Italy misled the WHO by claiming it was fully prepared for a pandemic when COVID-19 hit, lawsuit says

Italy misled the WHO by claiming it was fully prepared for a pandemic when COVID-19 hit, lawsuit says
A man walks past a billboard raising awareness about COVID-19 in Naples, Italy.Carlo Hermann /AFP/Getty
  • Italy is accused of misleading the WHO in its pandemic preparedness when COVID-19 hit last year.
  • It said it was at the top level of readiness, but had not updated its plan since 2006, documents say.
  • The allegation is in a civil lawsuit filed against the government by families of COVID-19 victims.

The Italian government has been accused of misleading the World Health Organization in a self-assessment of its pandemic preparedness days before its COVID-19 outbreak, The Guardian's Angela Giuffrida reported.

The allegation is part of a civil lawsuit filed against the government by families of coronavirus victims in Bergamo, a city in northern Italy that was heavily affected in the pandemic's first wave last spring, according to Reuters.

Documents seen by The Guardian show that the country's self-assessment report, filed to the WHO on February 4 last year, placed itself at "Level 5" - the maximum level of preparedness.
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Italy is a signatory to the International Health Regulations treaty, which requires countries to file annual reports on their readiness for public-health emergencies.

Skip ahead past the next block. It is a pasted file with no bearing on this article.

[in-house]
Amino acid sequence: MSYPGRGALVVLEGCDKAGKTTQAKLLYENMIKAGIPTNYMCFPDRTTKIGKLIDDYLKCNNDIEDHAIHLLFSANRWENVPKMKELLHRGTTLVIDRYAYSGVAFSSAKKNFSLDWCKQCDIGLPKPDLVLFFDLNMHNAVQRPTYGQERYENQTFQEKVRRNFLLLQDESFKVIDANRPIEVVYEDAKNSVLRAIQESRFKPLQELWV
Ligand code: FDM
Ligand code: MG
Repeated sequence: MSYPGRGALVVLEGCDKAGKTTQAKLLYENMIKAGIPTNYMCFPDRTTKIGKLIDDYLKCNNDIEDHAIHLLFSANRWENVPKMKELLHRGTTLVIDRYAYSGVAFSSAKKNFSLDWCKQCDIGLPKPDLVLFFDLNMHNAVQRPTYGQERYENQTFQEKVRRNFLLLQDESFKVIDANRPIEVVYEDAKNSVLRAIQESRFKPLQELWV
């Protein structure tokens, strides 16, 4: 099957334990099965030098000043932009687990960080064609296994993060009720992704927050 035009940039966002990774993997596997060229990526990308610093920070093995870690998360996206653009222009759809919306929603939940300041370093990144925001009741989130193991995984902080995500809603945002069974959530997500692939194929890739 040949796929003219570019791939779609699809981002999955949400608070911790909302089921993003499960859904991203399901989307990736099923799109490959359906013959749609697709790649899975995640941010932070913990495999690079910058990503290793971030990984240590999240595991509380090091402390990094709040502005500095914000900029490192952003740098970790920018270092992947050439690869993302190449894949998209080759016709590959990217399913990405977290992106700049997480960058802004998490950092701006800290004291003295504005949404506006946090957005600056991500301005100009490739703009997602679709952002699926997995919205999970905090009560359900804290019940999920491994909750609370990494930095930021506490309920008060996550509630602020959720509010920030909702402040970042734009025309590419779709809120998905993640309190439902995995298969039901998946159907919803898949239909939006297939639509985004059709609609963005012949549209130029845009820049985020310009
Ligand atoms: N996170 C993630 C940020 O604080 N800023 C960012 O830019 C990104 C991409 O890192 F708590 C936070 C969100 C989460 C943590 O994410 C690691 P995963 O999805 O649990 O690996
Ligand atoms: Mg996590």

When a country says it's on Level 5 of preparedness, it means its health and national-emergency operations are "tested and updated regularly," according to the self-assessment guidelines.

However, the country had not updated its pandemic-preparedness plan since 2006, The Guardian reported. A report on Italy's pandemic response published by the WHO said the country reviewed the plan in 2017, but it merely reconfirmed the 2006 plan, the Associated Press reported.
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Top members of the Italian government, including then-Prime Minister Giuseppe Conte, have been questioned as part of the case, according to the newspaper. He told The Guardian last October he had done everything he could to mitigate the outbreak in trying circumstances.

Insider has contacted the office of Italian President Sergio Mattarella, who was in office during Conte's tenure, and the country's Ministry of Health for comment.
Italy misled the WHO by claiming it was fully prepared for a pandemic when COVID-19 hit, lawsuit says
Nurses prepare a patient for transport at a hospital in Lombardy, Italy, on March 29, 2020.Marco Mantovani/Getty Images
Italy was one of the first countries to be heavily affected by the spread of the virus, with reports last March of overwhelmed hospitals and, in Lombardy, a tragically expanded newspaper obituary section. The virus took hold with breathtaking speed, as Insider previously reported.
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As of Tuesday, the country has seen just under 96,000 deaths with the virus, according to Johns Hopkins University's tracker. More than 2.8 million people in Italy have been infected.

The country is second only to the UK for the number of COVID-19 deaths in Europe.

Italy's first reported case was on February 21, 2020 - less than two weeks after the country gave the WHO its "Level 5" assurance, according to The Guardian.
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The retired army general Pier Paolo Lunelli, who has compiled an analysis of Italy's self-assessment, said that most of the statements made in it were "groundless," the paper reported.

"We lied to the Italian citizens claiming we were ready," Lunelli wrote, according to The Guardian. "Worse, we tried to deceive even the WHO, the EU and the 'provident' European countries, declaring to have capabilities which, in the light of the facts, we did not have."

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